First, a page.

Fanboy adolation or deliberate literary device?
@ LHO & others on William Gibson:
Having read the Bigend books recently, I don't think the Apple=good, PC=bad is as clear cut as in TGWTDT.
Gibson has said that despite the "tech" aspects of his books, he is not very computer literate himself. He uses a Mac to write and research his books, and that is about it. Word processing and web browsing. In this case it really is a matter of writing about what he knows. He actually uses a Mac, but if you read his comments he isn't much of a fanboy. Having started on a Mac pre-Windows, he hasn't needed or wanted to move.
He also has said that the people in the Bigend trilogy use iPhones and Macs because he felt that that is what the people of this social type (arty/creative) use. You notice that Milgrim doesn't use an iPhone, and he isn't a bad guy. And nor is Hollis' boyfriend whats-his-name.
The Bigend books are very much about branding, descriptions include liberal use of them. It isn't an anonymous SUV but an armoured Toyota, or the plane is a Cessna, or the jeans are Levis. Are these fanboy references? It was a deliberate choice and Apple was a part of it, how its brand is everywhere until you get sick of it.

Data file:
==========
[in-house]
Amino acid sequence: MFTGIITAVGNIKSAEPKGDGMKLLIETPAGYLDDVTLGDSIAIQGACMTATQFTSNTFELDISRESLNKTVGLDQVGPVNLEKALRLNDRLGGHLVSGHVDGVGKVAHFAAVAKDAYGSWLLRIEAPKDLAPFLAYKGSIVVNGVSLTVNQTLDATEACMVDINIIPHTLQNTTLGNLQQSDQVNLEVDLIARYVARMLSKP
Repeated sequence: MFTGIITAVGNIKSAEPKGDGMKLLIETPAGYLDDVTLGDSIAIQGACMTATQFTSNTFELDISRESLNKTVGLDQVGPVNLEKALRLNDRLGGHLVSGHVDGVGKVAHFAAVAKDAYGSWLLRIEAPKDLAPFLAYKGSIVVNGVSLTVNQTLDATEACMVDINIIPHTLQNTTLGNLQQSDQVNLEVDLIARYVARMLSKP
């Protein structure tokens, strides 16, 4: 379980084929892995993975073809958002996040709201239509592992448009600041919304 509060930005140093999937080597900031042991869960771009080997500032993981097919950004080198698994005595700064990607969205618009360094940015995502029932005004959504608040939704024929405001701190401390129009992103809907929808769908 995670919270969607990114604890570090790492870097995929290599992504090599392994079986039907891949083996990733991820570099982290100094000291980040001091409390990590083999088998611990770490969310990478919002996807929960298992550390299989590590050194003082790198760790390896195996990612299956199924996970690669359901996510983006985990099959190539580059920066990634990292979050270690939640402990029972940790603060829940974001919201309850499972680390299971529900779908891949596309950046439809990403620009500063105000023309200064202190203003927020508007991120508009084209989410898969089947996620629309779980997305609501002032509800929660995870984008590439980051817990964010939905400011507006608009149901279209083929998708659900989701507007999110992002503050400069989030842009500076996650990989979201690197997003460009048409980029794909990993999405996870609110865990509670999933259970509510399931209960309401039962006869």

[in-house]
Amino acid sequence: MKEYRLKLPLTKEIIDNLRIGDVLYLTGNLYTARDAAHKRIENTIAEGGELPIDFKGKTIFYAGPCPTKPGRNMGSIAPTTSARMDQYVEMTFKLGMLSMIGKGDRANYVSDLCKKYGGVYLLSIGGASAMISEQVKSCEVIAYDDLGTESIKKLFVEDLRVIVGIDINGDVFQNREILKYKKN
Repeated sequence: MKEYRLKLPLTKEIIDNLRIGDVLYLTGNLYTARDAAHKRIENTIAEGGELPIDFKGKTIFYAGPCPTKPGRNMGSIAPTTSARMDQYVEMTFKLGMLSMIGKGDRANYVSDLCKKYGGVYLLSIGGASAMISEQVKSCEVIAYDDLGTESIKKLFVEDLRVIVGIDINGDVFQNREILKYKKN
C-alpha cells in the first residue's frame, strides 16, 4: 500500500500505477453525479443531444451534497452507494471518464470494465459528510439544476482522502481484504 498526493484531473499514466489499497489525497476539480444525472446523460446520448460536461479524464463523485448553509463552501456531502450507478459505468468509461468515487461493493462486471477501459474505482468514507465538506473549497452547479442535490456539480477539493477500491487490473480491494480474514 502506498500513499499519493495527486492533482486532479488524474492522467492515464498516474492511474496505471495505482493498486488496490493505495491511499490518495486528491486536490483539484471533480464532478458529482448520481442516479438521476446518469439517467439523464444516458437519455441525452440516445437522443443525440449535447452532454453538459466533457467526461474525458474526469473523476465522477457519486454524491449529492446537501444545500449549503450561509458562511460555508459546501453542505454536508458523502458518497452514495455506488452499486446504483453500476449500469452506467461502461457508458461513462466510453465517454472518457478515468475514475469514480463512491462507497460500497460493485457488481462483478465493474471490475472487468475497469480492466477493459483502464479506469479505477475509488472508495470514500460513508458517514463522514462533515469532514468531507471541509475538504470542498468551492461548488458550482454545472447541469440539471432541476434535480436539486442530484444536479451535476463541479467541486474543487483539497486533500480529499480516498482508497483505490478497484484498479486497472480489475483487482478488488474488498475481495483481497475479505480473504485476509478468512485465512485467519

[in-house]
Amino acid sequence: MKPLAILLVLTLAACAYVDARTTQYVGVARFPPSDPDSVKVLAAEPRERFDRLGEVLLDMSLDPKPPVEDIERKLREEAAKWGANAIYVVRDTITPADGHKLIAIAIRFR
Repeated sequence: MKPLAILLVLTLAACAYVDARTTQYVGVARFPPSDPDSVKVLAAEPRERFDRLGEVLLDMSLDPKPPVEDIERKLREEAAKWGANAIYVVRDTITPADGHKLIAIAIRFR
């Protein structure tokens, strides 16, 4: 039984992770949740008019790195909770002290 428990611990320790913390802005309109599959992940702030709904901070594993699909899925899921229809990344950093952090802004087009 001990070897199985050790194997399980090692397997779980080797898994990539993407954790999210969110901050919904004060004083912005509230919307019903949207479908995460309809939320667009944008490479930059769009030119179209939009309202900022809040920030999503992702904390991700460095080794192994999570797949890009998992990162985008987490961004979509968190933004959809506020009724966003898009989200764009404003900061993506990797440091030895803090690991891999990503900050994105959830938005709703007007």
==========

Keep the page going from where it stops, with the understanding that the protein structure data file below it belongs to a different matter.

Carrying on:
I also had another thought about the Apples/PCs in these books while making my argument. Apple's product style is almost unique to the Apple brand or at least is most attributed to it, and it is possible that the very ubiquity of PCs makes them anonymous with their generic style and nonsense lettered/numbered model names.
The Bigend trilogy are set very much in the now, whereas the Sprawl and Bridge trilogies aren't. I don't think there was any mention of Apple products in these books, despite their being written on Apple computers, and indeed he has said that Neuromancer was inspired by an Apple IIe commercial.
Disclaimer: I should point out that I own a Mac, a Power Mac 8100/100 from 1995, so I must be biased. Other than that I own 6 Windows and Linux-based PCs.